Friday, January 05, 2007

Mayor Conaway? Probably not, but smart tactic

Nobody really expects Frank M. Conaway, Sr. to succeed in his bid to be Baltimore Mayor. The man has put his fair share into city politics, including a stint as chair of the Legislative Black Caucus while in the House of Delegates, but his past is more liability than asset. Conaway resigned his seat amid a scandal involving his personal business and already lost a mayoral campaign. He is also dogged by personal problems.

All said, Conaway is unlikely to emerge from a crowded field challenging Sheila Dixon, who will have a year's experience in the Mayor's office after she takes the reigns from incoming Gov. Martin O'Malley.

For one thing, how can anyone use the obscure position of Circuit Court Clerk to launch a mayoral campaign?

Conaway thinks he has an answer. And, we have to admit, it's pretty ingenious. Instead of resigning himself to the mundane tasks of his office, which typically calls for quietly keeping records and conducting other unglamorous court business, Conaway is using his institutional authority and public office bullypulpit to seize on an explosive issue.

Last month, The Sun published an investigative series documenting an arcane system in which residents must pay fees to those who own the property on which their homes sit. The paper discovered that the arrangement "is increasingly being used by some investors to seize homes or extract large fees from people who often are ignorant of the loosely regulated process." The expose caused outrage among those who rightly see the system as antiquated and unfair. In fact, addressing the problem is the General Assembly's first order of business when it convenes next week, The Sun reported.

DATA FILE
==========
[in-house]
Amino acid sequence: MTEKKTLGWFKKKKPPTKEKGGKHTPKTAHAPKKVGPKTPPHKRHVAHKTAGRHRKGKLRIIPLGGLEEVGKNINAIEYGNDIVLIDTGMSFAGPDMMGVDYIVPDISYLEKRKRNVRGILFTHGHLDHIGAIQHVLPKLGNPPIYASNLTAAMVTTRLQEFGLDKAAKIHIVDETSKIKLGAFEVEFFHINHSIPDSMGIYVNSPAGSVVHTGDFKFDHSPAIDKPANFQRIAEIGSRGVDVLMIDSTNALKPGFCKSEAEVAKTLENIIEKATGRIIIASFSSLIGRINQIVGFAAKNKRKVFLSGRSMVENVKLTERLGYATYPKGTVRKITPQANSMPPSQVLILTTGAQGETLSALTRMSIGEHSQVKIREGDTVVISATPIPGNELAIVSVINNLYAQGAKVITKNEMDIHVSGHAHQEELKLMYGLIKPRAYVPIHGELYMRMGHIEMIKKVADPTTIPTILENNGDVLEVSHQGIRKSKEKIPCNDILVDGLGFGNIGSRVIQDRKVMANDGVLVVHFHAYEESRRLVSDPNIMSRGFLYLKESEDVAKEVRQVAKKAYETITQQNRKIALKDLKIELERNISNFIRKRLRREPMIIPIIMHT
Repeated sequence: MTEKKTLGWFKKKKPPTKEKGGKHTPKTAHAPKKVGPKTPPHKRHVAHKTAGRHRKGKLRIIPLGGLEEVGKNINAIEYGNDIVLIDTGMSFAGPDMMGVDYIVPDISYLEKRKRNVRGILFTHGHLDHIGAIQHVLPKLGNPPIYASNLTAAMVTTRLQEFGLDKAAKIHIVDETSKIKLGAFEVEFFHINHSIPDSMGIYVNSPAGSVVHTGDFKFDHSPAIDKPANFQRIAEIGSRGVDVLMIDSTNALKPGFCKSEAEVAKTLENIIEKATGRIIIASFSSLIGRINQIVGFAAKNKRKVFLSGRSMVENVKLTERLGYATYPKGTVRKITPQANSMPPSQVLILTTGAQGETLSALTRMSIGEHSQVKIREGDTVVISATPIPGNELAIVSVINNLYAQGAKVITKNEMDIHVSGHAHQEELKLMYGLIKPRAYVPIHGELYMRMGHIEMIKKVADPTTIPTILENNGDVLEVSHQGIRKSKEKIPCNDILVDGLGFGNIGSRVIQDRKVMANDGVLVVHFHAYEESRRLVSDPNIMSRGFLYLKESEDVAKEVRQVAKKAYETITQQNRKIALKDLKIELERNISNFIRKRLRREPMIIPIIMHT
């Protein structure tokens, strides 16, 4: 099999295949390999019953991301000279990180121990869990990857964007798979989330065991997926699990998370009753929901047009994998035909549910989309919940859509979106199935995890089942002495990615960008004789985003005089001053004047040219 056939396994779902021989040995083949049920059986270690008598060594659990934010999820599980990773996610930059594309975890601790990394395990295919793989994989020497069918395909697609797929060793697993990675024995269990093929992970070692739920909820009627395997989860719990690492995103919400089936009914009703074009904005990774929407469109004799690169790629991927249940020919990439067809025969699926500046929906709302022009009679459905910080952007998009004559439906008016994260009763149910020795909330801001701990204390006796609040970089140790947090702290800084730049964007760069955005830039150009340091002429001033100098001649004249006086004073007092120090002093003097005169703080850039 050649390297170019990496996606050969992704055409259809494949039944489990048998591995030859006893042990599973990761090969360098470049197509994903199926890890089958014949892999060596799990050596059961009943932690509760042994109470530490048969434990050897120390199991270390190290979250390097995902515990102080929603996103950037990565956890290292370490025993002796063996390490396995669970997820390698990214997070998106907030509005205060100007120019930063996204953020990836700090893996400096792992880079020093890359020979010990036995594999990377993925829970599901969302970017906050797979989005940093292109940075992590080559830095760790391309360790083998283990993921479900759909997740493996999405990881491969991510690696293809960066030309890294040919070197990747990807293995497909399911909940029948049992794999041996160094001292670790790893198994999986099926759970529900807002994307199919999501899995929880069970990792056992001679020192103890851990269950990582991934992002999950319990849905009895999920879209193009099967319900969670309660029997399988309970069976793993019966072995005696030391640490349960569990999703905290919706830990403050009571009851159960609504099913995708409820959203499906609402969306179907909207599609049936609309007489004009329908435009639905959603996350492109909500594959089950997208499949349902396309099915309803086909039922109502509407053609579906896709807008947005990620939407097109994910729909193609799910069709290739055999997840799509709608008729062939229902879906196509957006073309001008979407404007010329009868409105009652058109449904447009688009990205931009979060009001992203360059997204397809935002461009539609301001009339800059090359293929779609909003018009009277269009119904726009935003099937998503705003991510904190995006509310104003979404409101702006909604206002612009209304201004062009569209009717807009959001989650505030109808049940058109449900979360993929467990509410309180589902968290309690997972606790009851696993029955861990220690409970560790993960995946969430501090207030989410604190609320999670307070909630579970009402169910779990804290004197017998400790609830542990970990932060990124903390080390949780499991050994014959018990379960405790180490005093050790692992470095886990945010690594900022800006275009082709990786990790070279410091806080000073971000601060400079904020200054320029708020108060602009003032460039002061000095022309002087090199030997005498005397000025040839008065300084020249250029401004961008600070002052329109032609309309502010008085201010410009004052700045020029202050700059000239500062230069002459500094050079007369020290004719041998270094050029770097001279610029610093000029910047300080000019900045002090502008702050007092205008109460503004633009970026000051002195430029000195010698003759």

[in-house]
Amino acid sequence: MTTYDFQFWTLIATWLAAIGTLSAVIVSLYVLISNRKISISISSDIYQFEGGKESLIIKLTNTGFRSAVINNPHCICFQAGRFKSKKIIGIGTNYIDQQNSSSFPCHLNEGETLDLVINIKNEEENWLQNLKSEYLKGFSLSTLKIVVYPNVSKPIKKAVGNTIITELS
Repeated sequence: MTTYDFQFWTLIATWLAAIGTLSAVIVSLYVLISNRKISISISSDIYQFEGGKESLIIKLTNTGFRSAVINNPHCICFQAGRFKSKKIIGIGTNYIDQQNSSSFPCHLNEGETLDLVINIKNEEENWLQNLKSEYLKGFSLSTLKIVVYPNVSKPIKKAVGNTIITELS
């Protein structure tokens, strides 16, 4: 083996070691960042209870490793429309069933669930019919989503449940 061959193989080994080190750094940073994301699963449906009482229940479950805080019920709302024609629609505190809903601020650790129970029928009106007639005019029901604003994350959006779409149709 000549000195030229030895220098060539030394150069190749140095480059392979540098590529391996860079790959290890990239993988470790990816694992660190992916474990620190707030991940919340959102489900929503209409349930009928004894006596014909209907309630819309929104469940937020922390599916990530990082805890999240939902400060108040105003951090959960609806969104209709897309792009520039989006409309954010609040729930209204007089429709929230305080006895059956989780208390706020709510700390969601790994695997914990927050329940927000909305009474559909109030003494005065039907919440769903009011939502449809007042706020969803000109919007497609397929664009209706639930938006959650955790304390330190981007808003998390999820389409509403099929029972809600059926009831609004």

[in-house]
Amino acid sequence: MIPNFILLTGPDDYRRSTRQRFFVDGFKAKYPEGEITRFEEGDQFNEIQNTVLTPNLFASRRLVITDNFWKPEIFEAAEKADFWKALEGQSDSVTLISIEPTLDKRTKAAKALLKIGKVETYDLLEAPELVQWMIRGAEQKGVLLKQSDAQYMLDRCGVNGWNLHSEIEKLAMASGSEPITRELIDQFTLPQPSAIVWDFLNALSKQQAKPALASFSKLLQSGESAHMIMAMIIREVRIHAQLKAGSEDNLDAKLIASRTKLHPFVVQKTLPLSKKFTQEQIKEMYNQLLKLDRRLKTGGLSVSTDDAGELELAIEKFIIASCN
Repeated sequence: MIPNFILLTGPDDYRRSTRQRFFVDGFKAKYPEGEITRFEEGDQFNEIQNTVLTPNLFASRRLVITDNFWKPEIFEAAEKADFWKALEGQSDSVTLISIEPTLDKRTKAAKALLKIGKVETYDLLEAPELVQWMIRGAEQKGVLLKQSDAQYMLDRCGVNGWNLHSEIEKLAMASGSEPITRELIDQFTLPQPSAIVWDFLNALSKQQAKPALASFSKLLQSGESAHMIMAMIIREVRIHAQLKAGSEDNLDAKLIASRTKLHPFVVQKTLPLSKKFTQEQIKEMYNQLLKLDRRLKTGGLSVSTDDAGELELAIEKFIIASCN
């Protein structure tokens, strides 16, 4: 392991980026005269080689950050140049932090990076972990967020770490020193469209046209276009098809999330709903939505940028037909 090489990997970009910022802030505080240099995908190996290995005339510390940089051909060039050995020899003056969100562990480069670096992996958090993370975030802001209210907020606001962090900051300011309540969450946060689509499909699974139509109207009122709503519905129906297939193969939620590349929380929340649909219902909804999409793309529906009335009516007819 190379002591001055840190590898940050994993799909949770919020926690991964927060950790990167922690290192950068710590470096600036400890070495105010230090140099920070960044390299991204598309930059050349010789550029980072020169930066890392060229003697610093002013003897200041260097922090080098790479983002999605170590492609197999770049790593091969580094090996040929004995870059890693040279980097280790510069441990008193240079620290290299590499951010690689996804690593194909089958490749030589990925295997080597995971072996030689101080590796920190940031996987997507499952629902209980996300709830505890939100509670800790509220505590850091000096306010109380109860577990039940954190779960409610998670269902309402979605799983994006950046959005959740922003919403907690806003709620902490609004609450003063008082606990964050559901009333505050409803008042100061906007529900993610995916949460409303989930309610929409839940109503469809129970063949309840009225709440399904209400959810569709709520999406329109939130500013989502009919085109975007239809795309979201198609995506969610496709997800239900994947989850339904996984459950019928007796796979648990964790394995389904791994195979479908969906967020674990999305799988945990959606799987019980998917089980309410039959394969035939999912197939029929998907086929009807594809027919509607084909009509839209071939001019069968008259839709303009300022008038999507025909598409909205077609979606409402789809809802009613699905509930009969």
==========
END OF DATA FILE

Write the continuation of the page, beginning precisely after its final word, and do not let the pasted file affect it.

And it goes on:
So what does ground rent have to do with the Clerk of Baltimore's Circuit Court or the guy who holds that office, Frank Conaway, Sr.? Technically, nothing. But Conaway is cleverly using his office to seize upon the issue in a move that is certain to at least help his campaign. He organized a community forum to discuss the problem scheduled for 6pm next Monday, Jan. 8 at the Poly/Western campus. The tactic probably won't give Conaway enough momentum to propel him into the mayor's office, but it's a smart political move that could actually result in some benefits for the city, too.

from The League: Reassembled


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